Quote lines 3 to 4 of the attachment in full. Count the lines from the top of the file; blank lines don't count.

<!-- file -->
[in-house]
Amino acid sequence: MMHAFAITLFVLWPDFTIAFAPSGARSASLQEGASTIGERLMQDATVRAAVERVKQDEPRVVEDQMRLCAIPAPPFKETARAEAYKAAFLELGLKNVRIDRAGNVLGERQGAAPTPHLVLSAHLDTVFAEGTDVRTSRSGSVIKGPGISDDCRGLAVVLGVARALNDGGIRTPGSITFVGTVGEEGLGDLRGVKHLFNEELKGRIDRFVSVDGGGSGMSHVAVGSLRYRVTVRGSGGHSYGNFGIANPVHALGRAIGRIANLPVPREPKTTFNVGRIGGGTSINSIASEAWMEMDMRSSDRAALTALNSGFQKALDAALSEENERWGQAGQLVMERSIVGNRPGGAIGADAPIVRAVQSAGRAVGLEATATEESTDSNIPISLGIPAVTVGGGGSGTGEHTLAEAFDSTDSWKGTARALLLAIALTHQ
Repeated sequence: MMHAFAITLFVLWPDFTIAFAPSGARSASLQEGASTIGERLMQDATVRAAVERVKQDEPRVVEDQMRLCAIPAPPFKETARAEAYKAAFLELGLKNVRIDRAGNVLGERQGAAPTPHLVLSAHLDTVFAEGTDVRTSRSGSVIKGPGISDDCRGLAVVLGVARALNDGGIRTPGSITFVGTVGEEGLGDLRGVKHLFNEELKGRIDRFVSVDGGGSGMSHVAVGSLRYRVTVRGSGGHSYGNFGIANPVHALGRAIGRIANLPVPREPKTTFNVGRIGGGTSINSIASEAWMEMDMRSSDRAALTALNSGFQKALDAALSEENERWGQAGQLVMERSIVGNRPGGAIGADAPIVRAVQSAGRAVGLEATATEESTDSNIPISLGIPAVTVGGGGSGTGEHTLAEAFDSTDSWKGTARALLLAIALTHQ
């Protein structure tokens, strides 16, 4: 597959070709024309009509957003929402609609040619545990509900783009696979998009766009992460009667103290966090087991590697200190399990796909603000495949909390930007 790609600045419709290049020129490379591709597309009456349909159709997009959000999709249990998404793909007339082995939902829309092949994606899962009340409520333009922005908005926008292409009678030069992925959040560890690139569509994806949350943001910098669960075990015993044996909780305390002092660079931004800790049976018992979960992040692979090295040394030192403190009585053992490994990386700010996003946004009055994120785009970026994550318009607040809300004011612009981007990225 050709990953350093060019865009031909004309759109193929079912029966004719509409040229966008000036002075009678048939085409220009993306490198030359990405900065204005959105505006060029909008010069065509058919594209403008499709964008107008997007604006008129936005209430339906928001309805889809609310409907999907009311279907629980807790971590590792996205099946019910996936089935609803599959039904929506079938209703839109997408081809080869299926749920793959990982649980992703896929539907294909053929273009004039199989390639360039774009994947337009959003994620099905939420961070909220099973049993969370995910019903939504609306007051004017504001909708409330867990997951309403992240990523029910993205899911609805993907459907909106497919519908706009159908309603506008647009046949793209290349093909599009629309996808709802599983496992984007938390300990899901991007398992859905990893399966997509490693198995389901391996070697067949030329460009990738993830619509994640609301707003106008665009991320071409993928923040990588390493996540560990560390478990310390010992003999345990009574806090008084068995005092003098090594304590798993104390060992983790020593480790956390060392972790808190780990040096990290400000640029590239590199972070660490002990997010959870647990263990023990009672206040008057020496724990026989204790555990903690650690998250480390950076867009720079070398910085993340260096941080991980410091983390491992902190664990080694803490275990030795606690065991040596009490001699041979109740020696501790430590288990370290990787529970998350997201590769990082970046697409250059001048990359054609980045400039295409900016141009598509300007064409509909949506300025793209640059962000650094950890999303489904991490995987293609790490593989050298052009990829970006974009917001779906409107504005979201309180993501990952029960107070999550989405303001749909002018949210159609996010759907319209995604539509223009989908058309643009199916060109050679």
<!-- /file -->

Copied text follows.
Repeated sequence: MMHAFAITLFVLWPDFTIAFAPSGARSASLQEGASTIGERLMQDATVRAAVERVKQDEPRVVEDQMRLCAIPAPPFKETARAEAYKAAFLELGLKNVRIDRAGNVLGERQGAAPTPHLVLSAHLDTVFAEGTDVRTSRSGSVIKGPGISDDCRGLAVVLGVARALNDGGIRTPGSITFVGTVGEEGLGDLRGVKHLFNEELKGRIDRFVSVDGGGSGMSHVAVGSLRYRVTVRGSGGHSYGNFGIANPVHALGRAIGRIANLPVPREPKTTFNVGRIGGGTSINSIASEAWMEMDMRSSDRAALTALNSGFQKALDAALSEENERWGQAGQLVMERSIVGNRPGGAIGADAPIVRAVQSAGRAVGLEATATEESTDSNIPISLGIPAVTVGGGGSGTGEHTLAEAFDSTDSWKGTARALLLAIALTHQ
């Protein structure tokens, strides 16, 4: 597959070709024309009509957003929402609609040619545990509900783009696979998009766009992460009667103290966090087991590697200190399990796909603000495949909390930007 790609600045419709290049020129490379591709597309009456349909159709997009959000999709249990998404793909007339082995939902829309092949994606899962009340409520333009922005908005926008292409009678030069992925959040560890690139569509994806949350943001910098669960075990015993044996909780305390002092660079931004800790049976018992979960992040692979090295040394030192403190009585053992490994990386700010996003946004009055994120785009970026994550318009607040809300004011612009981007990225 050709990953350093060019865009031909004309759109193929079912029966004719509409040229966008000036002075009678048939085409220009993306490198030359990405900065204005959105505006060029909008010069065509058919594209403008499709964008107008997007604006008129936005209430339906928001309805889809609310409907999907009311279907629980807790971590590792996205099946019910996936089935609803599959039904929506079938209703839109997408081809080869299926749920793959990982649980992703896929539907294909053929273009004039199989390639360039774009994947337009959003994620099905939420961070909220099973049993969370995910019903939504609306007051004017504001909708409330867990997951309403992240990523029910993205899911609805993907459907909106497919519908706009159908309603506008647009046949793209290349093909599009629309996808709802599983496992984007938390300990899901991007398992859905990893399966997509490693198995389901391996070697067949030329460009990738993830619509994640609301707003106008665009991320071409993928923040990588390493996540560990560390478990310390010992003999345990009574806090008084068995005092003098090594304590798993104390060992983790020593480790956390060392972790808190780990040096990290400000640029590239590199972070660490002990997010959870647990263990023990009672206040008057020496724990026989204790555990903690650690998250480390950076867009720079070398910085993340260096941080991980410091983390491992902190664990080694803490275990030795606690065991040596009490001699041979109740020696501790430590288990370290990787529970998350997201590769990082970046697409250059001048990359054609980045400039295409900016141009598509300007064409509909949506300025793209640059962000650094950890999303489904991490995987293609790490593989050298052009990829970006974009917001779906409107504005979201309180993501990952029960107070999550989405303001749909002018949210159609996010759907319209995604539509223009989908058309643009199916060109050679």